The Indian Contract Act, 1872 provides explanation vide section 73 & 74 in relation to unliquidated damages (UD) and LD from which it can be interpreted that the only difference between the two is UD does not provide the exact amount in the contract while in LD the exact amount of damages is provided in the contract for breach by other party. But the Court is at discretion to decide the actual compensation with regard to the loss suffered to be payable and where the amount claimed is exorbitant or dissuading it may be classified as penalty and not LD/UD.
Also we may consider The Black’s Law Dictionary according to which,
“An amount contractually stipulated as a reasonable estimation of actual damages to be recovered by one party if the other party breaches; also If the parties to a contract have agreed on Liquidated Damages, the sum fixed is the measure of damages for a breach, whether it exceeds or falls short of the actual damages.”
As per the above definition it may be interpreted that LD is pre-estimated damage, which parties agree while making the contract, as likely to arise in case of breach.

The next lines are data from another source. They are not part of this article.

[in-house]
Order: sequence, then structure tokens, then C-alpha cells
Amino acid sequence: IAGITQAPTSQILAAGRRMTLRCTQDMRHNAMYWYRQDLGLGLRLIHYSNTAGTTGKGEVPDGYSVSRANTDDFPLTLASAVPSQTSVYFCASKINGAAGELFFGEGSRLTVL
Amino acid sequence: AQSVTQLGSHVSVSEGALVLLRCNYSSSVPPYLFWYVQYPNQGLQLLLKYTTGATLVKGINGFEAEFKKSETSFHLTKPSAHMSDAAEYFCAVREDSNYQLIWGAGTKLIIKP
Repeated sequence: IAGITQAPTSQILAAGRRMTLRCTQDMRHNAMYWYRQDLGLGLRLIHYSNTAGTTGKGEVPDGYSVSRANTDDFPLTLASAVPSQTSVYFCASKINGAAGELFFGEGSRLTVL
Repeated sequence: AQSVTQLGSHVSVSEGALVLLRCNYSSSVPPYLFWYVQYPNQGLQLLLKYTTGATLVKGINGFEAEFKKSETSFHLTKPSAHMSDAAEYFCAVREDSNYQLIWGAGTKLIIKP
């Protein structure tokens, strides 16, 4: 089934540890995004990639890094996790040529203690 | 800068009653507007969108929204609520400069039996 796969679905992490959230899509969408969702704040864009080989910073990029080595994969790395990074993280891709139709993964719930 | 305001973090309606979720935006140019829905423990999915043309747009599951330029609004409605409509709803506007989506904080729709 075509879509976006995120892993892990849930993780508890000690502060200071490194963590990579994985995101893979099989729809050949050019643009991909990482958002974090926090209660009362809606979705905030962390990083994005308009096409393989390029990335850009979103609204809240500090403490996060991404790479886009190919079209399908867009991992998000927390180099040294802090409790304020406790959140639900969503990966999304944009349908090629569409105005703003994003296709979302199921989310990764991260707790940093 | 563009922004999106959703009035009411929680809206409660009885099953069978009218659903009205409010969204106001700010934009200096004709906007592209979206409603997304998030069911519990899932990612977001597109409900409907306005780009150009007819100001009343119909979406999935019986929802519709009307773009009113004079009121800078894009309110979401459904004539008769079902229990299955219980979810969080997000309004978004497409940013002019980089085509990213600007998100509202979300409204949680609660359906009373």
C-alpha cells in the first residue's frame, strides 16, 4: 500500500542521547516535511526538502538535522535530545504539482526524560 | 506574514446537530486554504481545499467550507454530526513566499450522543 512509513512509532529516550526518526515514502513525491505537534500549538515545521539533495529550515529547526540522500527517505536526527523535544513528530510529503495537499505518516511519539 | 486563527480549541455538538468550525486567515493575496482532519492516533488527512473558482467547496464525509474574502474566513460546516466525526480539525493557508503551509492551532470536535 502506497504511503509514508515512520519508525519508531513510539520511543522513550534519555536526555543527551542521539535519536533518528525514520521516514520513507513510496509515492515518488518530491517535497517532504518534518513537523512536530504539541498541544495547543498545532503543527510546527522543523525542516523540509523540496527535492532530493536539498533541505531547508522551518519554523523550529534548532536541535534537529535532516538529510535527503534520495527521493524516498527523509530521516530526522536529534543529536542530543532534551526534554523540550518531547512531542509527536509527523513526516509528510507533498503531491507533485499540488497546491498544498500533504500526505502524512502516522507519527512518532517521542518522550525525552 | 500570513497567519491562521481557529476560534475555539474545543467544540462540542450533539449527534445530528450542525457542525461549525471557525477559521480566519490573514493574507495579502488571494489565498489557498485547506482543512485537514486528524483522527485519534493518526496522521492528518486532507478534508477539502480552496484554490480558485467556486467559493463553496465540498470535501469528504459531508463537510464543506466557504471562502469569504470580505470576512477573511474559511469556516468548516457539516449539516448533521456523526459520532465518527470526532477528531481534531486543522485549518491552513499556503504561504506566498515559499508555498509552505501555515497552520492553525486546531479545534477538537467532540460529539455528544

But mere breach will not constitute Liquidated Damages unless the loss suffered is proved as held by Delhi High Court in [Indian Oil Corporation Vs. Messrs Lloyds Steel Industries Limited; 2007 (144) DLT 659)]
Therefore, from above understanding it can be concluded that LD/UD is compensation for non- performance and not any separate supply. Further, penalty is nothing but high amount of compensation charged for loss suffered which also not intended as supply for tolerating an act.
What is Supply under GST law?
All forms of supply of goods and services or both such as sale, transfer, barter, exchange, license, rental, lease or disposal made or agreed to be made for a consideration by a person in the course of or furtherance of business.
Further it includes the activities to be treated as supply of goods or supply of services as referred to in Schedule II, Entry no.5, Clause (e) in the said schedule which reads as follows ‘agreeing to the obligation to refrain from an act, or to tolerate an act or a situation, or to do an act’ is supply which has been used as the entry under which LD has been made taxable.